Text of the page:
• 1 c. diced celery
  • 2 c. fresh chopped clams (not canned, you can probably get this for about $5 prepackaged in the fish section of your grocery store)
  • 4 c. clam juice
  • 3 c. fish stock
  • 3 c. potatoes, peeled and diced
  • 2 c. light cream
  • 8 Tb. flour (divided)
  • 4 Tb. butter
  • 2 sprigs thyme, chopped
  • salt and pepper
  • Red wine vinegar


  1. In a large soup pot, cook the bacon over medium low heat until crisp. Transfer bacon to a small dish using a slotted spoon, reserving fat.
  2. Cook the onion, carrots, and celery in bacon fat until softened, but not browned. Season with salt and pepper.
  3. Add 3 Tb. flour to the vegetables, stirring constantly to prevent lumps. Cook for about 3 minutes. You may need to add a couple tablespoons of water if it is really sticky and dry.
  4. Pour in fish stock and clam juice. Its also fine to do all clam juice if you can’t find fish stock. I have subbed half vegetable stock before to save money and it was fine.
  5. Bring to a boil and add potatoes and thyme. Reduce heat to low. Cook for about 15 minutes, or until potatoes are done.
  6. Stir in clams, reserved bacon bits, and light cream. Season with salt and pepper. Heat slowly on low.
  7. In a separate saucepan, make the roux. Melt 4 Tb. butter and add 5 Tb. flour to it. Cook over low heat until brown. Take a couple ladles of liquid from the soup pot and whisk it into the roux. This will thin it out and make it easier to add to the chowder. Add the thinned out roux into the chowder, stirring constantly. Don’t let the chowder boil!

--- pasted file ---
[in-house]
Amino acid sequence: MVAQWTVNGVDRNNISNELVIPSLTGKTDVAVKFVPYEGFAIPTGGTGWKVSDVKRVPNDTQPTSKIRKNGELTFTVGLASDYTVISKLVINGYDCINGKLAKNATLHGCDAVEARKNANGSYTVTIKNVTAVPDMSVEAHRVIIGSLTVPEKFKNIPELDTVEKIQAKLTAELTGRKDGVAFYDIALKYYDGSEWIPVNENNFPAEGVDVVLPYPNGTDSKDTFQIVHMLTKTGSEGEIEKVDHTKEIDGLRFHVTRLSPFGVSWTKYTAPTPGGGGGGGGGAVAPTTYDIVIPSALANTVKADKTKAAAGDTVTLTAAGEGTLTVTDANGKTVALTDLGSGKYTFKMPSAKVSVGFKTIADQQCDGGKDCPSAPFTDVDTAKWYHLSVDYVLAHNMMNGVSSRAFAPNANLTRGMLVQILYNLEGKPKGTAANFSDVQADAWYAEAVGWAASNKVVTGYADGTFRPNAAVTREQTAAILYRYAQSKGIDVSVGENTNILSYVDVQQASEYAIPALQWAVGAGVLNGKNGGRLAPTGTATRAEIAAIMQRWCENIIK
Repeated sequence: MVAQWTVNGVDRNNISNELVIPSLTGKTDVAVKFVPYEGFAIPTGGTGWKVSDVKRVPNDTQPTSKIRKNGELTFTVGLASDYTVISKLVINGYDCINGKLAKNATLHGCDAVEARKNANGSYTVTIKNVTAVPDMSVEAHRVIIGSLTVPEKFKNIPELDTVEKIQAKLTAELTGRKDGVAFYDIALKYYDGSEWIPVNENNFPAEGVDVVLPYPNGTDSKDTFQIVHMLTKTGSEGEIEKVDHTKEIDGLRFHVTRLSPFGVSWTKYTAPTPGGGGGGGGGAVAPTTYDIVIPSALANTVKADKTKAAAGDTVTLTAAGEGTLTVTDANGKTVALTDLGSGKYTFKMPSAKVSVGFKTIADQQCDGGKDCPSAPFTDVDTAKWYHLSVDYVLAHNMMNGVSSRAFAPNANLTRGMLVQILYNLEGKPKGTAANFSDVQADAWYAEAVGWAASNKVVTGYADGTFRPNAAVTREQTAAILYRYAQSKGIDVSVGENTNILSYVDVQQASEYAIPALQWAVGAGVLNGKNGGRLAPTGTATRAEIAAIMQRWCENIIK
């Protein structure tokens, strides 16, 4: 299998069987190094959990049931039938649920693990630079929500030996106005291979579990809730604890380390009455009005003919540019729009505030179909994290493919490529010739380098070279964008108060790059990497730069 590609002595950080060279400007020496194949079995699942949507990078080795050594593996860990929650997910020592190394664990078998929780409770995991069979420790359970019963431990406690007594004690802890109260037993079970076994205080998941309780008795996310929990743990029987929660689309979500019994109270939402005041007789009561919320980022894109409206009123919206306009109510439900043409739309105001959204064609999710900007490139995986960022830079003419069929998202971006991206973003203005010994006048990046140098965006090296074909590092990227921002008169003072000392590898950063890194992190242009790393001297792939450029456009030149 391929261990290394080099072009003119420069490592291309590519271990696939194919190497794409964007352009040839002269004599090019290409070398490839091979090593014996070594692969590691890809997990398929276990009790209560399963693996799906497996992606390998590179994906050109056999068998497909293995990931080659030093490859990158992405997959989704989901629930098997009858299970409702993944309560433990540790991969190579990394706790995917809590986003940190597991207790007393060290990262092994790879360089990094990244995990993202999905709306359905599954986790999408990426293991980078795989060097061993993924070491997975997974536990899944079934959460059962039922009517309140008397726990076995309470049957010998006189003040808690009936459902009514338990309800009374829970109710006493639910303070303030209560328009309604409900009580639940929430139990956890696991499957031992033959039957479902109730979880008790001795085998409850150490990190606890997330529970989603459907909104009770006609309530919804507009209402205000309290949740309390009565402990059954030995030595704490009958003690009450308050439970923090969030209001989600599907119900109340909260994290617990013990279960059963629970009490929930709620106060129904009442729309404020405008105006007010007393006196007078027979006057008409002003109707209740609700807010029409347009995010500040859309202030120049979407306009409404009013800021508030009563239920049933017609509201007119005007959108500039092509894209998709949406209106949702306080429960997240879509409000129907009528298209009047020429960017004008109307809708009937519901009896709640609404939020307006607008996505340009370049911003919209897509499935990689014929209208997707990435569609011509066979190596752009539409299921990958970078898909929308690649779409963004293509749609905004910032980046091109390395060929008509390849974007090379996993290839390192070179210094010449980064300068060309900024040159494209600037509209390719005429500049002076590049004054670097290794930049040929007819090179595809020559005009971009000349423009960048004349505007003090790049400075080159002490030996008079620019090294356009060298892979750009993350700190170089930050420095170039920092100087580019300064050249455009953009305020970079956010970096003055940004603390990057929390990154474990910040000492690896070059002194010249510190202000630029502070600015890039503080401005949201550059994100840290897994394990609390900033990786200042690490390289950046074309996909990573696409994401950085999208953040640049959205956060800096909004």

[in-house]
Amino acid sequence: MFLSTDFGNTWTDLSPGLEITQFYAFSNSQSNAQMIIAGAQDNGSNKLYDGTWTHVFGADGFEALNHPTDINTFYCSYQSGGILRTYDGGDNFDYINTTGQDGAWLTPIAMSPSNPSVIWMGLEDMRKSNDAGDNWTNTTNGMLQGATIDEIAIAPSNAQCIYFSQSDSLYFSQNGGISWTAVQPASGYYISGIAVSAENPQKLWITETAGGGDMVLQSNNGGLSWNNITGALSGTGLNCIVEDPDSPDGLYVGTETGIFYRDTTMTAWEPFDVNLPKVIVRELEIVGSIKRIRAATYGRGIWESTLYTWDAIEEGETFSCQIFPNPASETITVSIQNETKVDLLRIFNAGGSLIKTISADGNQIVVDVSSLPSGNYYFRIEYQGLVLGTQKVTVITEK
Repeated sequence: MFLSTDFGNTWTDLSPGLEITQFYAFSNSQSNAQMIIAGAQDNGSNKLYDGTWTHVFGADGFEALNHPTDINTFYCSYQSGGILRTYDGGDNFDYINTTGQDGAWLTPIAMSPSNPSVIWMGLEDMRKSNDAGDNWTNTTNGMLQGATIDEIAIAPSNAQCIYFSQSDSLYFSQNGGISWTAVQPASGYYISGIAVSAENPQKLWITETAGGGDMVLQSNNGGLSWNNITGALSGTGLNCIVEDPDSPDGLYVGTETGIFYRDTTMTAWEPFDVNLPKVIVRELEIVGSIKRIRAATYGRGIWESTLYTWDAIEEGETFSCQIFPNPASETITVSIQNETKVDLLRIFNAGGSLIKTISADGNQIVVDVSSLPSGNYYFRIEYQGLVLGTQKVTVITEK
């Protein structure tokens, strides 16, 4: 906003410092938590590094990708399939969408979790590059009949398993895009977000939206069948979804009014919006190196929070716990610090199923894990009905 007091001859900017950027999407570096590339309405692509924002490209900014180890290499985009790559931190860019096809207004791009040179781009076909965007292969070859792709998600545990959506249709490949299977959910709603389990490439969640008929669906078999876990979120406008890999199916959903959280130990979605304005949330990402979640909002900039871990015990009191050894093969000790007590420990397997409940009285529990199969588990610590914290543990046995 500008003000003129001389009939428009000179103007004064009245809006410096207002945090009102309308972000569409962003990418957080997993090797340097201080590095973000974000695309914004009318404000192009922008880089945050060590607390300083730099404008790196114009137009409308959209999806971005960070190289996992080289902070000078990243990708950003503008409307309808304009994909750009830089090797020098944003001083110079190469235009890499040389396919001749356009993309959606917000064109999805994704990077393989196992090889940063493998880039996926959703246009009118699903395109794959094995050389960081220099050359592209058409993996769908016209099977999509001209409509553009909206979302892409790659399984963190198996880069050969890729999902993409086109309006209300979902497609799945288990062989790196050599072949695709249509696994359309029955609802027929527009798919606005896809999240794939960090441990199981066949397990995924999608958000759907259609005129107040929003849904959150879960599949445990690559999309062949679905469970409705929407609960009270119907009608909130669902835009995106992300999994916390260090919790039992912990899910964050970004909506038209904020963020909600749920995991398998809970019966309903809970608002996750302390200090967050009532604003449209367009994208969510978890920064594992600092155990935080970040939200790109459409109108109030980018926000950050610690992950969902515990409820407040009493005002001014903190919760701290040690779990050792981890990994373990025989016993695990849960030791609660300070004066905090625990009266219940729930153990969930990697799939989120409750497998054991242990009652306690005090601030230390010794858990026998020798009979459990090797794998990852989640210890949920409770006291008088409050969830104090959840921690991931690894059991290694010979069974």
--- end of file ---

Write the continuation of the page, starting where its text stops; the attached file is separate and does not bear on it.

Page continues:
8. Stir in a drop or two of red wine vinegar before serving.

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Summer is undoubtedly my favorite season. I am one of those people you will see wearing shorts and flip flops until the first frost. Summer foods own any other season – strawberries, tomatoes, zucchini, peaches, corn, blueberries, the ice cream man, coronas, flav r ice… oh, wait, I was talking about fruits and veggies in season. Anyways, one of the only things that get me excited for fall is butternut squash. It’s delicious roasted, in homemade raviolis, mashed, you name it. But I had never made it into a soup until now. It was great! The one thing I will do differently next time is not process it so much in the blender so it will have a little more texture.


  • 2 Tb. olive oil
  • 1 Tb. butter (optional)
  • ½ c. diced onion
  • ¾ c. diced carrots
  • 1 large apple, cored, peeled, and diced
  • 2 butternut squash, roasted
  • 4 c. vegetable stock
  • Salt and pepper to taste
  • Ground nutmeg to taste
  • Ground ginger to taste
  • 2 Tb. maple syrup


  1. Preheat oven to 450.°
  2. Cut each squash in half and scoop out seeds. Put 1 tablespoon olive oil in a large roasting pan. Sprinkle squash with salt and pepper then place cut side down in pan. Roast about 40 minutes, until squash is tender. Scoop out the insides when done.
  3. Heat 1 tablespoon olive oil and melt the butter (optional) in a large pot over medium heat. Sautee onions, carrots, and apples until softened.
  4. Add in squash and then pour in vegetable stock, and season with salt, pepper, ginger, and nutmeg. Bring to a boil, reduce heat, and simmer until vegetables are tender.
  5. In a blender or food processor, puree the soup mixture until smooth.
  6. Heat through and stir in maple syrup.

Post-puree, heating through